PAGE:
Whosit: this will be left as a exercise for students . . .

All righty. To analyze philosophy as a sort of wish fulfillment appears, as we said early, pretty damn cynical. Cynicism, in its modern sense, not the Diogenes in a tub sense, seems something worth avoiding. Skepticism, in the sense of subjecting evidence to careful consideration, is a scientific method. Cynicism is an attitude. Skepticism says that there doesn’t seem to be a lot of justice going around. Cynicism says that the idea of justice is hooey, per se. Cynics have made up their minds already.

A person likes to hear that what he wants to hear is the way it is. Who wouldn’t? But that doesn’t preclude skepticism. And it is worthwhile cutting into the issue a little deeper and asking why Earl wants certain things to be true. It seems to us that we now get down to a particular vision of good that open up to each individual in a serious way. It is a Dante-sees-Beatrice sort of thing and it is not to be taken lightly.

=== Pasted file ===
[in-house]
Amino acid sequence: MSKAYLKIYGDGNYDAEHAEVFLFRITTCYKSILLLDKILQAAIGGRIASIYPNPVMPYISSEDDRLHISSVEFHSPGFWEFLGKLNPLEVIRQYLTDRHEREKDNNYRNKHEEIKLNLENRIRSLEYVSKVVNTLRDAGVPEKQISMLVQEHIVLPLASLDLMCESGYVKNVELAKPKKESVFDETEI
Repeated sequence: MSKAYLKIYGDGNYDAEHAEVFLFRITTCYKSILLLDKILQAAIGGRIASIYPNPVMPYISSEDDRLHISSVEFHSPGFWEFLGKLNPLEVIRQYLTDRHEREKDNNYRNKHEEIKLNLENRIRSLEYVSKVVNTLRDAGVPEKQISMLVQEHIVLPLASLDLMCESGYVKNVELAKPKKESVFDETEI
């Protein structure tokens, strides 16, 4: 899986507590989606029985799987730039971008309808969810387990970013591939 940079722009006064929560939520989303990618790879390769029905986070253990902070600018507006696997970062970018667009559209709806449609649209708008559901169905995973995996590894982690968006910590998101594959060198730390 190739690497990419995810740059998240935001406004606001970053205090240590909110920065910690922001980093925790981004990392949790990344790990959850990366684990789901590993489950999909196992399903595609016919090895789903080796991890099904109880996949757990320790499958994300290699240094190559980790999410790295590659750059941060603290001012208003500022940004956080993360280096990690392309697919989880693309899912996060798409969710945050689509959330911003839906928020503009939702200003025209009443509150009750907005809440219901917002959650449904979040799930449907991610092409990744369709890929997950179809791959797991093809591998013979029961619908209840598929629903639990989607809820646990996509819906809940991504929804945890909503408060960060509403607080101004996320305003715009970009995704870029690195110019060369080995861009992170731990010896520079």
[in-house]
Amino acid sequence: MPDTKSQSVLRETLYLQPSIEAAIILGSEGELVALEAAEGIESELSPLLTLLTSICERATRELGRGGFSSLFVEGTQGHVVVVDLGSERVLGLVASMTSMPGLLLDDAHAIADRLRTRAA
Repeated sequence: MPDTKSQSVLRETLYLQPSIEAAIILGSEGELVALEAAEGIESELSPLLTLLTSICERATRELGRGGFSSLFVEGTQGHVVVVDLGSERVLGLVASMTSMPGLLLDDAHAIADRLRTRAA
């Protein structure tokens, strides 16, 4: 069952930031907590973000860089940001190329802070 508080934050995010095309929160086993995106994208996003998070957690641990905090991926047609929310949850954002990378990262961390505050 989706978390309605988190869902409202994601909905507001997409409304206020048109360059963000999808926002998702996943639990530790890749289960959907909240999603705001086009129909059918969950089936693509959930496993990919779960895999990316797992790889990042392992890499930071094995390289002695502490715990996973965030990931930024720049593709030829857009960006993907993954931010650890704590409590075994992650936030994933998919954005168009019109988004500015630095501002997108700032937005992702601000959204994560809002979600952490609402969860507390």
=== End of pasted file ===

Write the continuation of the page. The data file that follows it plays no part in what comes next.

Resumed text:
That said, we open the following question to our readers: what is the good people find in Heidegger?

This is a serious question. The writer of these words knows very little about Weird Marty. His ideas seem very difficult and expressed in obscurities. Also, of course, in German. But then, according to Dr. H., we are told, German is the only language in which you can write philosophy. Take that Aquinas. Another problem: the natural approach of ordinary humans is to take the philosopher, the living breathing person, as the embodiment of his philosophy. And frankly, looked at as a person, Heidegger is unappetizing. Its not just the old and dishonorable practice of banging grad students, it’s the politics and the anti-Semiticism.

Yet Heidegger rolls ahead. We are told he is wildly popular in Japan.

Are we missing something or are the Japanese under an “Edgar Allen Poe (and Jerry Lewis) is the Greatest” collective illusion?

When something like this goes on, it is never safe to explain away by saying that so-and-so’s supporters are racists, sexists, petty-bourgeois, social trash. They are getting something they need, and we had better try to understand it.

Can some of the learned explain?

Max Arnott

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Max Arnott is an independent scholar living in Toronto and has been a reader of Voegelin for many years.